Last edited: Jun 1, 2014
  15. MedWheeler

    MedWheeler Member

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    RustyShackelford writes:

    Exactly, and I've debated this point before. The point I've often had to make is that "the armed pizza driver didn't shoot the thug over $20 and a couple of pizzas. He shot him because the thug had made it apparent he was willing to shoot the pizza driver over $20 and a couple of pizzas."
     
  16. the_skunk

    the_skunk Member

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    If a cop shows up, then keep the interior light on, and your hands on the wheel.
     
  17. RustyShackelford

    RustyShackelford member

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    Tip tray.....

    In 2009, I briefly had a nightclub job where I had a tip tray.
    I had drunk or inconsiderate patrons;
    try & exchange $ in my tray without asking :mad:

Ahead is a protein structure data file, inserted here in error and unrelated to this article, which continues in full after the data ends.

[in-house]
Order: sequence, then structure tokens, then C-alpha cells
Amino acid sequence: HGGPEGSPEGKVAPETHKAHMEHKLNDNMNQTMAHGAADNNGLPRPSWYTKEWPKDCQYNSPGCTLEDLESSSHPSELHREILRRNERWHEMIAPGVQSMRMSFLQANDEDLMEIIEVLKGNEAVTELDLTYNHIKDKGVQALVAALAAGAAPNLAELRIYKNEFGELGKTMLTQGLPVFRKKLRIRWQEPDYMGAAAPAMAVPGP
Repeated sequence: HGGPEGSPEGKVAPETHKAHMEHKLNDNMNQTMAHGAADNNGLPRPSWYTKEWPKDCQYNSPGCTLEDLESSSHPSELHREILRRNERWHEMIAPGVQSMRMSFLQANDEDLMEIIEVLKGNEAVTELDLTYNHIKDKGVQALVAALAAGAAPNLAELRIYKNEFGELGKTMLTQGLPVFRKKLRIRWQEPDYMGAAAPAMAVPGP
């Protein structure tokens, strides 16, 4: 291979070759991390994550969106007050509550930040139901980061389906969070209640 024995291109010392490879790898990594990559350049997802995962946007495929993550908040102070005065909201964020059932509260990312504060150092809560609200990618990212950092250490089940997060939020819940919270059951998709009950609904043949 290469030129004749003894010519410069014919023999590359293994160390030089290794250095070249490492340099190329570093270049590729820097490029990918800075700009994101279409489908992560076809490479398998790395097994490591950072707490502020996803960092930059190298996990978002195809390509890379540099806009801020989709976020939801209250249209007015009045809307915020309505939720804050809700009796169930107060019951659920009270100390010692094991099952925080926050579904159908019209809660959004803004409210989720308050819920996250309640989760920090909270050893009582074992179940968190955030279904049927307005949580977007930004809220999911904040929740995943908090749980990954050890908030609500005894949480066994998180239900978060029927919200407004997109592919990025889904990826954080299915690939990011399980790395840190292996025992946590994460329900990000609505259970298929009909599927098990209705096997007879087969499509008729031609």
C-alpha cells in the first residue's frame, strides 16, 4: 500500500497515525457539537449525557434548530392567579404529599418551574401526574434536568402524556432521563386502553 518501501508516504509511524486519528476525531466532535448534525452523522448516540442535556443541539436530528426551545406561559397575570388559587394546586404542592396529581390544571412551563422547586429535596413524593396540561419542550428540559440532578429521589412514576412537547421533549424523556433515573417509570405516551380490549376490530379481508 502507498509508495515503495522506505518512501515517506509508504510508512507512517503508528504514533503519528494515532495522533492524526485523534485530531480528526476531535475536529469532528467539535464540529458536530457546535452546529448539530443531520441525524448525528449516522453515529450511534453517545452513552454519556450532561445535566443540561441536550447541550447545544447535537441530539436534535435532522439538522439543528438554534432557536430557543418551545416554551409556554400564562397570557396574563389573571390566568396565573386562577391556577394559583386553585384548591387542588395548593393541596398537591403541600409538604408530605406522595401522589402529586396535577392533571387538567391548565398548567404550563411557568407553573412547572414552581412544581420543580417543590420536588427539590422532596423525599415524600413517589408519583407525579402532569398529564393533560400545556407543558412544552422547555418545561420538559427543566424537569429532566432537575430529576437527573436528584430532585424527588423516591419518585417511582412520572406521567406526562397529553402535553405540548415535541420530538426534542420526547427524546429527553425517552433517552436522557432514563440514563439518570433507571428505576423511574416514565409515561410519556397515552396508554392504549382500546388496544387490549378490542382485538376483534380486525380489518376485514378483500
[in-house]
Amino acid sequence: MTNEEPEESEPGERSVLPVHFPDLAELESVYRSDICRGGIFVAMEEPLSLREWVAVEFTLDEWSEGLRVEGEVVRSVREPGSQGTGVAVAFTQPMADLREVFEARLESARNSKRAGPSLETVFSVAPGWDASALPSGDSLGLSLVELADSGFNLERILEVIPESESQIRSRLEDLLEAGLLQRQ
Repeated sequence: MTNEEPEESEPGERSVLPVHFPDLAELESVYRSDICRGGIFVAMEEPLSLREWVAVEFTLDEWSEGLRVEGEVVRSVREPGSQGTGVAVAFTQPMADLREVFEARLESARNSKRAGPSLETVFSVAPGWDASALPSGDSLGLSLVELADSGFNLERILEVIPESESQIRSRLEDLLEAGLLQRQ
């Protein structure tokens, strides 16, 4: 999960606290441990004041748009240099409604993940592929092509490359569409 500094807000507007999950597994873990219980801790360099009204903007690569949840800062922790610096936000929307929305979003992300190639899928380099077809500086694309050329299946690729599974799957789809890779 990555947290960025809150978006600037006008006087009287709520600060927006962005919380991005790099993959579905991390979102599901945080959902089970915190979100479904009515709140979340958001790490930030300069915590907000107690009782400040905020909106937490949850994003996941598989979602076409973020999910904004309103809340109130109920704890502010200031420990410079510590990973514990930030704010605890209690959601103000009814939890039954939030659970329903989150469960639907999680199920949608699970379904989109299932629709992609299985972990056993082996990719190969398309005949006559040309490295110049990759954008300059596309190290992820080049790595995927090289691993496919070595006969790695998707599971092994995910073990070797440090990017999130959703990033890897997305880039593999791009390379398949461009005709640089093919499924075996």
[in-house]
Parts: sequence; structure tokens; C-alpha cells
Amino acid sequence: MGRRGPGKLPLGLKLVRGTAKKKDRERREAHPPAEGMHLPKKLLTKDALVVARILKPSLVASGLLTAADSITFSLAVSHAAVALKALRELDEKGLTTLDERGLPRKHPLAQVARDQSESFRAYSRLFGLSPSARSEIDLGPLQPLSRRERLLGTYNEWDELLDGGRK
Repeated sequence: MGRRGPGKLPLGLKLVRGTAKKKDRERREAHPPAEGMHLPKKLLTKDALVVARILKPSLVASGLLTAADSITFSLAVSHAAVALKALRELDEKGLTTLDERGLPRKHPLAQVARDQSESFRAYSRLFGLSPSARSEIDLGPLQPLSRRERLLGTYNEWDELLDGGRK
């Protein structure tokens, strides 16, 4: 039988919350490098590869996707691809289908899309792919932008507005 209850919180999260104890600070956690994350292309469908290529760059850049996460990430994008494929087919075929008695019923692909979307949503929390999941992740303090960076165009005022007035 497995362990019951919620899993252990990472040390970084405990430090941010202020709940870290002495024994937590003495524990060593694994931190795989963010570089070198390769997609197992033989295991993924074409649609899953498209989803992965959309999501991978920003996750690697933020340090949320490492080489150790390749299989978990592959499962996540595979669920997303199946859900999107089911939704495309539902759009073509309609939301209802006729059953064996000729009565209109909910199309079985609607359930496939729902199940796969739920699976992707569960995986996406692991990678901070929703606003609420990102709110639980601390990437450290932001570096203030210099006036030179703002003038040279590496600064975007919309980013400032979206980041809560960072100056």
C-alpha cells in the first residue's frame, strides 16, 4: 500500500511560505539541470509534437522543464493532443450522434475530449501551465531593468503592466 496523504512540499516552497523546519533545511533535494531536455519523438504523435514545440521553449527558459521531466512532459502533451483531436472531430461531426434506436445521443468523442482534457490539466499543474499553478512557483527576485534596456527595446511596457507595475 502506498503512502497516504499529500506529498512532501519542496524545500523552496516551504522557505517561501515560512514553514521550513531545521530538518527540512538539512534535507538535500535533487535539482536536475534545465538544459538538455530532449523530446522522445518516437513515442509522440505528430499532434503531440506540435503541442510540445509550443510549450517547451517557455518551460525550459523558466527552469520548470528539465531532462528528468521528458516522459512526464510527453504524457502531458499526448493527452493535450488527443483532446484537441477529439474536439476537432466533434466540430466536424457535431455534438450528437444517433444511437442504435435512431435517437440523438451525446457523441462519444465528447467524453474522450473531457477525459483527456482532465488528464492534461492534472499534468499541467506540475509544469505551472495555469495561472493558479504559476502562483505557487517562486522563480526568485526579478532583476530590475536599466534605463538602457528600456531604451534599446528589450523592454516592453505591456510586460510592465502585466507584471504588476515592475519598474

put $ in the tray then try to remove it :mad:
    try & take $ without my permission or try to steal $ :mad:

    Those events became very ugly very quickly. :cuss:
    As noted, if you witness a subject flee with property you can't use lethal force but if you try to stop or detain them & they use force, you can use force to protect yourself. A show of force(drawing a pistol) may deter most thugs but you must be fully ready to use lethal force if required.
     
  18. PistolPete45

    PistolPete45 Member

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    The thing you need to address is the permit . Laws, judges the DA are all out to get you police officers first job is to get someone with enough evidence for the DA to get a conviction. You might just get a cop that sends you on your way and you might not . Get you permit ASAP